So…you’re having an Otis Redding moment: big changes, new home, loneliness at your heels (dock – optional). Balancing these priorities can be immense. What do you do if funds don’t stretch to a coach or counsellor (or a dock)?
Well, I was landlocked and distant from any consoling waters, so I dipped instead into The Way of Transition by William Bridges. Prompted by an untimely illness and family bereavement earlier this year, I finally picked up this read on recommendation from my coaching supervisor, and regretted not doing so before I had needed it that badly. Bridges’ book works because it is itself clearly the product of transition when his wife died after a long illness. No need for case studies; he was it. I found it comforting, almost exciting, to consider that the ending of the ‘old life/values/attitudes’ might herald a neutral zone. Me: my life as liminal as cracked tarmac, punctuated by ruptures that jolt, but in between the cracks germinate the creative traces of a new outlook. A new sense of self, and life on track.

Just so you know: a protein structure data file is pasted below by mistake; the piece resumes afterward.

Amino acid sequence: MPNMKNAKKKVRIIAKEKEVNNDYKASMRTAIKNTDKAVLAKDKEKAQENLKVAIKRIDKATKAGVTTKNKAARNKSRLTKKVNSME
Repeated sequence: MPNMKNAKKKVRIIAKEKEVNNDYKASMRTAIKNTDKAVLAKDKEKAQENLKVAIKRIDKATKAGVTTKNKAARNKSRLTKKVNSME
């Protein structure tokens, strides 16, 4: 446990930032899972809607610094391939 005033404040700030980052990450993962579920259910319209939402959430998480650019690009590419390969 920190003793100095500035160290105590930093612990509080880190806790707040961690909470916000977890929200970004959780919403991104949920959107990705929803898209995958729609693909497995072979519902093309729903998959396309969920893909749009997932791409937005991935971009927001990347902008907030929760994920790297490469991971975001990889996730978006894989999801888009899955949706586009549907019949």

It is in the neutral zone that life’s menu of possibilities make themselves known, and Bridges spends much of the book pleading with transitioners not to speed out of it. You must have heard people say, especially for dealing with grief: ‘no big decisions for 6 months, at least’. It’s tempting to crash on, particularly if you watch others step into their new lives achieving and enjoying. You may want to find out their secrets. The bad news is that their techniques will not work for you; they merely went through the ending, neutral zone and beginning in the way they needed to. Bridges argues that just as you can’t mimic others’ transition, you can’t force it either.
Now I’m recovered and coming to terms with my loss, and I’m okay with this neutral place. I can see that the very fact that something disappeared, and that I’ve been bumped off my route, now mean that something else is now beginning. It’s the way of the neutral zone and I can’t cut this short or I might miss the new beginning. Bridges compares the neutral zone to being the bit where you watch your new life coming sharper and sharper into focus, like a ship on the horizon; all the while being unsure, and not knowing how, or why, or what’s next.
Have this book to hand for when you are charting your own transitions. It’ll help you understand the need for sitting and waiting, if nothing else. And Otis, I love your classic, but you got it wrong. Yeah, I’m here contemplating urban tides of transition as they roll away. But nothing seems to stay the same. The new is coming.